With our own children, we have tried to give them the same rich experience of inviting many people of various cultures, faiths, and socio-economic levels. Now that we are expats in Qatar and my children are older, I see how their own lives have been gifted by the legacy that was started long ago. To reach out to others who are different is really only a gift we give ourselves. Preconceptions flee, and the world becomes a place of not only intrigue, but of uncommon beauty and discovery. As my dear Muslim neighbor told me two years ago when I first met her, "Please do not make any boundaries with me." On that day when I looked into her beautiful eyes with her burqa on her face, I knew she was offering her friendship to me, her willingness to teach me to drive in Doha, to cook some Middle East dishes, and learn some Arabic. I would be foolish if I did not receive her kindness. Since that day, my life has been blessed beyond measure by her friendship, prayers, and love to me and my family.

All of my children are now grown, except for my 14-year-old son with autism who is still at home. This school year was the one I had dreaded for years: everyone else was in college or working. Last fall I summoned some courage, hoping that our new home without his siblings would be sufficient for him. Sure, we had a rough patch or two, but we have had a remarkable year because other people have almost magically stepped in to bridge the gaps. I have learned to expand the roof even more. Two wonderful teenage girls came to live with us for a few months who cushioned our transition, and were like sisters to our son. Other young expats from various countries have become our adopted children--blessing our lives and our son. Sometimes it means that my heart is broken when they leave, but the space I made for them has only enriched my life.

The ripples of love continue to give me pause to marvel in this land far away from my former familiarities. "As Neill F. Marriott says, "Love is making space in your life for someone else." I believe there is always another way to reconfigure new designs--to move walls for others to come in your home and heart. Roofs can be stretched and enlarged; borders can be erased. We can be architects to give new blueprints to our homes--reframing, remodeling them to fit some strangers that can become like family. And those people whom we invite into our "more spacious homes" will bring beauty and strength that we could hardly imagine.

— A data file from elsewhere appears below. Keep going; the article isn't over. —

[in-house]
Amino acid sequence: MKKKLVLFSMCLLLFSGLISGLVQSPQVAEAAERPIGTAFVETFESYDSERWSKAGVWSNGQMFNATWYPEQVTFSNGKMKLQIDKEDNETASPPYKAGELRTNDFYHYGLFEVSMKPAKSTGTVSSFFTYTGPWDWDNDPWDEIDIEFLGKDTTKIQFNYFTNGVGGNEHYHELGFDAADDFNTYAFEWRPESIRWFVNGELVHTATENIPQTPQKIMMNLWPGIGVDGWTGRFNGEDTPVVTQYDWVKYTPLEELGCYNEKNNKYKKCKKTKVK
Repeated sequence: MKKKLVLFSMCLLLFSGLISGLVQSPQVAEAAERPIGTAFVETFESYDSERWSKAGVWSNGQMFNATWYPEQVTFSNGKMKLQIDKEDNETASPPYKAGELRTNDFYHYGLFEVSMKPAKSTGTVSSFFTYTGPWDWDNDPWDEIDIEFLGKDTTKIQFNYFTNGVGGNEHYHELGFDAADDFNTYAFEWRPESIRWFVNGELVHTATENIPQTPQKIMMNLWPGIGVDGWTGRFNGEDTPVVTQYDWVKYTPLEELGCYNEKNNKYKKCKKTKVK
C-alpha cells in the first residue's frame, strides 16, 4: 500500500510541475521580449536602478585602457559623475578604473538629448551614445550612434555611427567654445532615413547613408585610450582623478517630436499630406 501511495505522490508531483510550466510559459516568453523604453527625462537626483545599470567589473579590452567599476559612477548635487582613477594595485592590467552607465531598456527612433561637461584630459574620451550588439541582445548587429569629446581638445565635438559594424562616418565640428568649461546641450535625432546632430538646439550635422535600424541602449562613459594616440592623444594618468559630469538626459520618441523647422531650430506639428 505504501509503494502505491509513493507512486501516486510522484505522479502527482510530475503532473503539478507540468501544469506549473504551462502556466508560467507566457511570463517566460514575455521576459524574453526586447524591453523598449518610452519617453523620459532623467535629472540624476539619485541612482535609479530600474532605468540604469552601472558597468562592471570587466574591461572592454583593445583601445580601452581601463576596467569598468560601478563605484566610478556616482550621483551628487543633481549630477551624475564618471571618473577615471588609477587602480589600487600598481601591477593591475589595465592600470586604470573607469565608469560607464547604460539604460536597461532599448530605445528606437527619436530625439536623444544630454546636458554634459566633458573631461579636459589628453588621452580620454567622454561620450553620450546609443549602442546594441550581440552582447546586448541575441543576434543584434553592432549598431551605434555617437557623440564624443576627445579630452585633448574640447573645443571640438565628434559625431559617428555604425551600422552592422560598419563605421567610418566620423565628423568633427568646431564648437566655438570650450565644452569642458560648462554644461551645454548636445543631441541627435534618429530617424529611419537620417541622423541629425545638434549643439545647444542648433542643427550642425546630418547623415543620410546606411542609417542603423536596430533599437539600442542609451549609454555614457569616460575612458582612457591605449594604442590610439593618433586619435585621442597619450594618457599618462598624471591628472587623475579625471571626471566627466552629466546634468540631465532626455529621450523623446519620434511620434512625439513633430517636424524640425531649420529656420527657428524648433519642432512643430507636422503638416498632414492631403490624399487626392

Today as I watch my own children, I know their lives have not been diminished because we widened the roof. People from all over the world have come to intersect with our lives, giving us boundless blessings. Here are just a few:


Ines Duquesne, age 21, from Normandy, France came to visit us a few months ago. I met her last June during the D-Day celebrations in Normandy. My husband's father at almost the same age as she is now helped to liberate her village of Le Tronquay in 1944, after he landed on Omaha Beach. There is a plaque in her village dedicated to him and his men, as they marched to Paris. A few times I looked at her when she was here, with a tear in my eye, knowing that our lives intersected almost 72 years ago, and then again now. I have come to realize those connections that are made generations ago can be sweet reunions. We love and belong to each other.
Our ever growing family this year at an art exhibit in Doha, Qatar. The girls who came to visit us, some for a few months, deposited their love to us. We made a temporary make-shift family, but they will always be in our heart even though we just adopted them for awhile. 
Ashok from Adasarlapadu, India. Blogpost about him: A Chance Encounter can change your life He invited me to his sister's wedding, and I will forever be changed by visiting his village. To watch "my Indian son" take care of my own son a few days ago gave me such pleasure. They had just met one another, and there was already an endless stream of conversation between them.
My own son at the wedding in India in February. I am glad he got some more Indian brothers this year, Dileep and Ashok. His brothers were away at school, and they stepped in to fill the gap.

Megan and Mackenzie, two girls who asked to come and live with us this year. Although I am not their mother, I pine for them now that they have left to be home with their own families. They will forever be in my hearts. I am so grateful that they came into our lives--bringing much creativity, laughter, and learning.
Herman, from Ukraine, who is "my Ukrainian son" here in Doha. He teaches the guitar, piano, and voice during the school year. Since my son is recuperating from a foot surgery, Herman is teaching him some guitar.